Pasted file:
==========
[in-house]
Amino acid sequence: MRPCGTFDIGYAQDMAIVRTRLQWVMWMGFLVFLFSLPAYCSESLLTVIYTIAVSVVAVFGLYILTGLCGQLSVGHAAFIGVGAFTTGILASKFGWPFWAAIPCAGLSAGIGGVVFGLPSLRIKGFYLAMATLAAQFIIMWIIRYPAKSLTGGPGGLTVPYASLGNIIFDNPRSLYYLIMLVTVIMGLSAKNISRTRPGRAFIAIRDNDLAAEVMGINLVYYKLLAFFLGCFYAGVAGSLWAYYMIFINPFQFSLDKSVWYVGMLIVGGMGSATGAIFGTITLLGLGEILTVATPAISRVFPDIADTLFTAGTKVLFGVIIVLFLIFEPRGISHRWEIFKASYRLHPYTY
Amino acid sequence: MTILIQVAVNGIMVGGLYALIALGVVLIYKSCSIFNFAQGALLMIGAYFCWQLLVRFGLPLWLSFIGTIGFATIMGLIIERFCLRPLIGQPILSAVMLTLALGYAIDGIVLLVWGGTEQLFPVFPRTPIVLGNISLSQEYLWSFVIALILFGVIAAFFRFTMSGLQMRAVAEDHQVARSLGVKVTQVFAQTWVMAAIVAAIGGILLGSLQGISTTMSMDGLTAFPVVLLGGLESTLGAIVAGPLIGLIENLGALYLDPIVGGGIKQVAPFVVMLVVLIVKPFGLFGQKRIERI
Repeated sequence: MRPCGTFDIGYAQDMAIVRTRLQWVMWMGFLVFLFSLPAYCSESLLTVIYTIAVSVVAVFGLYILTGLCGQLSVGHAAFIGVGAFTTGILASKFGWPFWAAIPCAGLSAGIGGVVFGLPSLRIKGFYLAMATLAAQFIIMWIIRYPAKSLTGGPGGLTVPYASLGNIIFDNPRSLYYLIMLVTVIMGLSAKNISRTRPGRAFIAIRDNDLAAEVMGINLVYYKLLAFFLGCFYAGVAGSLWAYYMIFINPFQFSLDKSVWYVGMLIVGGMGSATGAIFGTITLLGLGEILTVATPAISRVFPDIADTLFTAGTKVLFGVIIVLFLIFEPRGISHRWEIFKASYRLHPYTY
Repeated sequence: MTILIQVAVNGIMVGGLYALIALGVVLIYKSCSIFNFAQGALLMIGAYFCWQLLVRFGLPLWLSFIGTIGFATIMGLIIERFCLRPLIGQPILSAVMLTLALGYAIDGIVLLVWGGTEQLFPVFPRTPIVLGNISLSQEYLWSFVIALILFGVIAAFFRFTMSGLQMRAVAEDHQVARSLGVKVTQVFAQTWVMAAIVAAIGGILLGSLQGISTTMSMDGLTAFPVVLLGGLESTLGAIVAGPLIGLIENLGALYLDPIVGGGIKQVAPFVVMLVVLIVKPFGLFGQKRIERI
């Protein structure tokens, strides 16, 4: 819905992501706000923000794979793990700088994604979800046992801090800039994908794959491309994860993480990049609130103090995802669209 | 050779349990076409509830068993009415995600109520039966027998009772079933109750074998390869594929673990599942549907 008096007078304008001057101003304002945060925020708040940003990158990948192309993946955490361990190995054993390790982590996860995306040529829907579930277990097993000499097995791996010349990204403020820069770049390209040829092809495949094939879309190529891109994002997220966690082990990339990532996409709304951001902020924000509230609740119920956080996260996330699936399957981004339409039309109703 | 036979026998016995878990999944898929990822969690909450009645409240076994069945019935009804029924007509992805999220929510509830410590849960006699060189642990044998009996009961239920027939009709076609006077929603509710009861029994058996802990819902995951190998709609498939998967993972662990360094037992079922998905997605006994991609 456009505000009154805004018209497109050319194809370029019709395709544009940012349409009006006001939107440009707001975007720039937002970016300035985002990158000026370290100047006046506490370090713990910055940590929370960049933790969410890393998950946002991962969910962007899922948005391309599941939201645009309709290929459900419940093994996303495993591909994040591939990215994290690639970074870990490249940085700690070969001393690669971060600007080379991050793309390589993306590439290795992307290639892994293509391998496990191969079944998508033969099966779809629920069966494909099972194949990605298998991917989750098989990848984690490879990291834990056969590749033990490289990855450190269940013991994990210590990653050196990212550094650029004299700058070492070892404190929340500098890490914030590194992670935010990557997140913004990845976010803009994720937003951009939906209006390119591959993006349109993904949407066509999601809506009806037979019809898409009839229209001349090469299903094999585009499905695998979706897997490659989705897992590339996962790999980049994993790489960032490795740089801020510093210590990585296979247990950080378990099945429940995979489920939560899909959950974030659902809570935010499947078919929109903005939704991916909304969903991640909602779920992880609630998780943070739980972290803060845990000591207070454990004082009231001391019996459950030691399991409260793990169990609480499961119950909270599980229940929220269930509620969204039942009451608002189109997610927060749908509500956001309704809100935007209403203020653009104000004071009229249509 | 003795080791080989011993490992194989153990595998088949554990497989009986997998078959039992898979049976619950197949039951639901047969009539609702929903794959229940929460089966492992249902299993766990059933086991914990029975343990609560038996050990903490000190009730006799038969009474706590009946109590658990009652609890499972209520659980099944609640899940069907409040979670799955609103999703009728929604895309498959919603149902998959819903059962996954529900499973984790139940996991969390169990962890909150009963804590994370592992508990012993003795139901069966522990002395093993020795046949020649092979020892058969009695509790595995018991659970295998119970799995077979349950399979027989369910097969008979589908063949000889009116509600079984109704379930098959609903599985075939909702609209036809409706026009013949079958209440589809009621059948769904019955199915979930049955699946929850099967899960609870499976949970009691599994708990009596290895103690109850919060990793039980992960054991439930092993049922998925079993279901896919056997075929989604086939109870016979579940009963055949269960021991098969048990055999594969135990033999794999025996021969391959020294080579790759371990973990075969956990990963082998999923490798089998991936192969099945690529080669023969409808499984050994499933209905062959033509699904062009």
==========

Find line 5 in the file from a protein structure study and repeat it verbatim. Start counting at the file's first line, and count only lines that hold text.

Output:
Repeated sequence: MTILIQVAVNGIMVGGLYALIALGVVLIYKSCSIFNFAQGALLMIGAYFCWQLLVRFGLPLWLSFIGTIGFATIMGLIIERFCLRPLIGQPILSAVMLTLALGYAIDGIVLLVWGGTEQLFPVFPRTPIVLGNISLSQEYLWSFVIALILFGVIAAFFRFTMSGLQMRAVAEDHQVARSLGVKVTQVFAQTWVMAAIVAAIGGILLGSLQGISTTMSMDGLTAFPVVLLGGLESTLGAIVAGPLIGLIENLGALYLDPIVGGGIKQVAPFVVMLVVLIVKPFGLFGQKRIERI